10FY08 SPRDE: Program Systems Engineer Training (new career field) P = PrerequisiteLevel I CertificationLevel II CertificationLevel IIICertificationSYS 202Intermediate Systems Planning, Research, Development and Engineering, Part IPCLL 008Designing for Supportability in DoD SystemsPSYS 101Fundamentals of Systems Planning, Research, Development and EngineeringACQ 201IntermediateSystemsAcquisitionACQ 101Fundamentals of Systems Acquisition ManagementP30 hrs, onlineP35 hours, online1 week classroomSYS 302Technical Leadership in Systems EngineeringSYS 203Intermediate Systems Planning, Research, Development and Engineering, Part IIP25 hrs, online35 hrs, onlinePCLE 003Technical ReviewsTwo 100 level DAU courses from among PM, T&E, PQM, LCL, BCFM, IT or CON career fields10 days classroomTwo 100 level DAU courses from among PM, T&E, PQM, LCL, BCFM, IT or CON career fields5 days classroomThe DAU’s Learning Capabilities and Integration Center (LCIC) includes program directors for each career field. These recognized experts of the LCIC look across the entire curricula in each career field to ensure appropriate content, sequencing, and delivery.They closely interact with the DoD AT&L career field Functional Advisors and Functional Integrated Process Teams, who establish career field competencies, to develop training course content. They also work closely with the office of the USD (AT&L), Federal Agencies and industry to capture the latest initiatives and best practices and disseminate information to the workforce by a variety of means (e.g., the AKSS and various Communities of Practices [COPs] and Special Interest Areas [SIAs]).This chart shows the Core and Core Plus training requirements for SPRDE: Systems Engineer Career Track established by the SPRDE career field Functional Advisor.Notes on the new SPRDE:PSE career fieldAll current SPRDE Careerists grandfathered into the SPRDE: SE Career FieldCareer management offices to evaluate all SPRDE: positions and recode as necessary to SPRDE: Program Systems Engineer (10-15% recode estimate)Implementation of the more stringent SPRDE: Program System Engineer career path up to service and agency discretion on position-by-position basisShould you require further information please contact:[(703) ](Choose the chart most appropriate for the class you are teaching and focus on it, rather than brief in detail all Career Field charts; also note to the students that the online DAU Catalog, Appendix B always has the latest information in this area. For SYS classes, use both SPRDE: SE and SPRDE PSE charts)One 100 or 200 level DAU course from among PM, T&E, PQM, LCL, BCFM, IT or CON career fieldsTwo 200 or 300 level DAU courses from among PM, T&E, PQM, LCL, BCFM, IT or CON career fieldsLOG 204Configuration Management15 hrs, onlineKnowledge basedGS 5-9 & E7-O3Application/case basedGS 9-12 & E7-O4Case/scenario basedGS & E7-O5Level I “Core Plus”Courses & CL Modules(See DAU catalog for details)Level II “Core Plus”Courses & CL Modules(See DAU catalog for details)Level III “Core Plus”Courses & CL Modules(See DAU catalog for details)Vers 8.1
11DAU Strategic Partnerships Credit for DAU courses toward degrees & certificates at colleges and universitiesShorter time to get your degreeSaves tuition assistance and out-of-pocket expenses“Excelerate” Your Master’s Degree…Excelerate is an exciting new program where you can earn your master’s degree in less time. Through this program, several universities are offering the AT&L workforce credit toward masters degrees for DAWIA Level II and III certification.*As the DoD AT&L workforce has evolved, so have our customers’ learning needs. To create new and expanded career-long learning solutions for the workforce, DAU has continued to actively foster synergistic and mutually beneficial arrangements with academic institutions, industry, professional organizations and other government agencies nation-wide.These partnerships allow us to leverage training and research resources within other organizations as well as tap into outside expertise for curriculum development and evaluation. This greatly increases the value of DAU courses with little or no capital investment.Our partnerships with universities allow the workforce to receive credit toward certificates, bachelor degrees, and masters degrees for courses taken at DAU.Additionally, many of these partnerships open the doors for joint research on topics of interest to the DoD AT&L community and for collaboration in curriculum development.The alliances with academia have three strong results:They provide the AT&L workforce with opportunities to leverage their DAU courses toward more quickly earning degrees or professional certificates.They allow AT&L workforce members who have obtained degrees from institutions with whom DAU has equivalency agreements to receive credit for completion of DAU training courses.They create more opportunities for AT&L workforce members to meet their continuous learning requirements.The DAU homepage has a searchable database that allows them to quickly find institutions that will accept credit for DAU courses.*DAWIA course and masters programs varyMore information on DAU’s partnership program can be found at:11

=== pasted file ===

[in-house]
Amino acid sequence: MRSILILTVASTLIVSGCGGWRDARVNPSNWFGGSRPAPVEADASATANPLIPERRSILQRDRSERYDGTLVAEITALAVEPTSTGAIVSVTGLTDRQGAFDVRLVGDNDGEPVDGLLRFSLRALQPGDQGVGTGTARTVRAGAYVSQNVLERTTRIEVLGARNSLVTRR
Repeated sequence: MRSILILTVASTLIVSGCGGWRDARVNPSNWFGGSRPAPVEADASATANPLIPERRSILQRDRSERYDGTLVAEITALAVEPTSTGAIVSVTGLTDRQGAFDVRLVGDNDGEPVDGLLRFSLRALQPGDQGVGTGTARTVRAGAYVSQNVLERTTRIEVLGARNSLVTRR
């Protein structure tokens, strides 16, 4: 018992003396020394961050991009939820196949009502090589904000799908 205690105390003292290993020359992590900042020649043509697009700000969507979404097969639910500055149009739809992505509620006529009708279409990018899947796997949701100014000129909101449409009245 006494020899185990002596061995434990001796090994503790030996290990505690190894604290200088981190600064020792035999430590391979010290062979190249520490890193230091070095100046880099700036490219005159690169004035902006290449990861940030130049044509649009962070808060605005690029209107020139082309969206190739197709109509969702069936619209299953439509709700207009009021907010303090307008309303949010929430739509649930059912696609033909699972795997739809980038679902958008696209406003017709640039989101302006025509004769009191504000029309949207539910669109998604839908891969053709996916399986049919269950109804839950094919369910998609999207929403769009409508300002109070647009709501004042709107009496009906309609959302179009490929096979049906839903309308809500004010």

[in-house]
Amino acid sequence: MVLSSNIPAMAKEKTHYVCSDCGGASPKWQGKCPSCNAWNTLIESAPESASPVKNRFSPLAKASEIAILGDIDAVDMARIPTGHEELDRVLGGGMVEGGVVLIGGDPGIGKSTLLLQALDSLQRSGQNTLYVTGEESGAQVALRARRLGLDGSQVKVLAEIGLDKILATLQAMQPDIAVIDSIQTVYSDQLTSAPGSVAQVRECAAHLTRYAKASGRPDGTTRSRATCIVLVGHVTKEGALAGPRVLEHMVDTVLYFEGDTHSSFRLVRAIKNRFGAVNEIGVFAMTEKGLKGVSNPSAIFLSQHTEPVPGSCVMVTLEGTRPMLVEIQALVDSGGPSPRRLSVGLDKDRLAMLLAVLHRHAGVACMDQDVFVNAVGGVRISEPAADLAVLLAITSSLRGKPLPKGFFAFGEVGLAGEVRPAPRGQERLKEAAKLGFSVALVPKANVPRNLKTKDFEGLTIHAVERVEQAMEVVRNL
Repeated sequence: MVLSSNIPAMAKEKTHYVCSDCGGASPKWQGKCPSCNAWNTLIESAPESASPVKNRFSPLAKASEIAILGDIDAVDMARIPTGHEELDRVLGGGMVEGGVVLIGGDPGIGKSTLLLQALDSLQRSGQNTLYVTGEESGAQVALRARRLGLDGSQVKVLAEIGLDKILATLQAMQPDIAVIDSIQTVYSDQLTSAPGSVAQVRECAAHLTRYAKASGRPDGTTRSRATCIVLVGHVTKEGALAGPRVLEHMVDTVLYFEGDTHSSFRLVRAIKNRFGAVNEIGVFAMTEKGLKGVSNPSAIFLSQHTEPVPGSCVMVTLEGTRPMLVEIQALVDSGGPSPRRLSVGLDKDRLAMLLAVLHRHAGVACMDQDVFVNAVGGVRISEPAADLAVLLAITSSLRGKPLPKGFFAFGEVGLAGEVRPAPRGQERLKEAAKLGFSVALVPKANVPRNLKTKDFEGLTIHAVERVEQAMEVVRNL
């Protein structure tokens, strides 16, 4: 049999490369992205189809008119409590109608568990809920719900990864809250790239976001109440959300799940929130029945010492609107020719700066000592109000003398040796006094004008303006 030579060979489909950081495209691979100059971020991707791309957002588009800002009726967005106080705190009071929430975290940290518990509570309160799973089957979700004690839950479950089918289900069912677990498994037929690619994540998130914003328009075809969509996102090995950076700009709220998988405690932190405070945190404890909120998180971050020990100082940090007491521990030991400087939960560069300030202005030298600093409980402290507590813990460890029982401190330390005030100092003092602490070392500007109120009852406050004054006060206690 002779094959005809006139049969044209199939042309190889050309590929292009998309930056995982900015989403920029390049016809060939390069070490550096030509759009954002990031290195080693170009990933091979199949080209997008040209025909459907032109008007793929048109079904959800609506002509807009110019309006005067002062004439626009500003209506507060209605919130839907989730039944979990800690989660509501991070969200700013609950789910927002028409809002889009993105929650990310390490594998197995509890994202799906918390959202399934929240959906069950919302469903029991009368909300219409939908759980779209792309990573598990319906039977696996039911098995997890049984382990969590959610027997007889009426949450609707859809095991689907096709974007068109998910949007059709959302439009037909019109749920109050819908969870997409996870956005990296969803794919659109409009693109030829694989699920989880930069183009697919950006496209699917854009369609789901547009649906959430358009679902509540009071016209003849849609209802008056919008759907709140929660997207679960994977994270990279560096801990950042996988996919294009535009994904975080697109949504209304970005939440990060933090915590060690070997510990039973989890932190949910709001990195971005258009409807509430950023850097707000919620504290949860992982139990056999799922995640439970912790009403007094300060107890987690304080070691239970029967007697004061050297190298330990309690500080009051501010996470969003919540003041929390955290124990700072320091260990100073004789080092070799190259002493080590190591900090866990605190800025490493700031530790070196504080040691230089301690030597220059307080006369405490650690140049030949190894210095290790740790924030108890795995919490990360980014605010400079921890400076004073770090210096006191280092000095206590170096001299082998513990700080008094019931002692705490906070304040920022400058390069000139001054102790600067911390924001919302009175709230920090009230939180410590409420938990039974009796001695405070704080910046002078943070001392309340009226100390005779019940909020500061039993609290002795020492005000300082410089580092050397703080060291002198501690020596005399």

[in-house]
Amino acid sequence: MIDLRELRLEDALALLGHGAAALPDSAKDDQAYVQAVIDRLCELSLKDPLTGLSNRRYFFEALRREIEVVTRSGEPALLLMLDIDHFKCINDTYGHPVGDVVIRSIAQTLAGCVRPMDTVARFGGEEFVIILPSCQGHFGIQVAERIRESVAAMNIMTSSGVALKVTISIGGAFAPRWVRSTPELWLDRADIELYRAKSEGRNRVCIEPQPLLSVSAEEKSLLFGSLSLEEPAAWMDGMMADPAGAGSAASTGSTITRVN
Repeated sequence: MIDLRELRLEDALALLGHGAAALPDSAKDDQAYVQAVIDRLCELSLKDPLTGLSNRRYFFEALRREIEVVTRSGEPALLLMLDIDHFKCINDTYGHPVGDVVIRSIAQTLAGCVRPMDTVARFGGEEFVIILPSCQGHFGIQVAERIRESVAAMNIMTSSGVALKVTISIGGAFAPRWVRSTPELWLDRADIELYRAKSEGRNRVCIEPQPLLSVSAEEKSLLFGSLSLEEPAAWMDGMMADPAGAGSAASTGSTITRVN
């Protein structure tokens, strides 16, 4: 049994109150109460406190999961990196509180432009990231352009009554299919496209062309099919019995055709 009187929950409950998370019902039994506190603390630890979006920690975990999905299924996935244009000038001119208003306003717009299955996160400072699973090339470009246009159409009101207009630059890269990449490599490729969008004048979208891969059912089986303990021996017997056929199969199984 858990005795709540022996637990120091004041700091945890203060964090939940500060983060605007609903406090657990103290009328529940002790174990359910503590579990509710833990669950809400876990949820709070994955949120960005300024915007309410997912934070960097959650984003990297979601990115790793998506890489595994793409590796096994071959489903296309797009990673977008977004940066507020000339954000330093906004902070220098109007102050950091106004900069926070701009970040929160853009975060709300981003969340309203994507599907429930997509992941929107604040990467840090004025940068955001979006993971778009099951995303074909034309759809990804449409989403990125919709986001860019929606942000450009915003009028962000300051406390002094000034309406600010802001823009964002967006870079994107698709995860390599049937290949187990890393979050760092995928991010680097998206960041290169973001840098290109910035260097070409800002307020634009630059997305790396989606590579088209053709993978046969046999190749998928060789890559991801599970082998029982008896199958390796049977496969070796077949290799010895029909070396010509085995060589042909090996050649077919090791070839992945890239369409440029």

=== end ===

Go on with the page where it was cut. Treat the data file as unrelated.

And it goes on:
12DAU Learning Assets at: www.dau.mil DAU Training CoursesPerformance SupportContinuous Learning Centerhttps://learn.dau.mil/html/clc/Clc.jspAT&L Knowledge Sharing System (AKSS)Webcast/Podcast CenterDAU Acker LibraryThis chart shows the screen captures of key DAU web pages.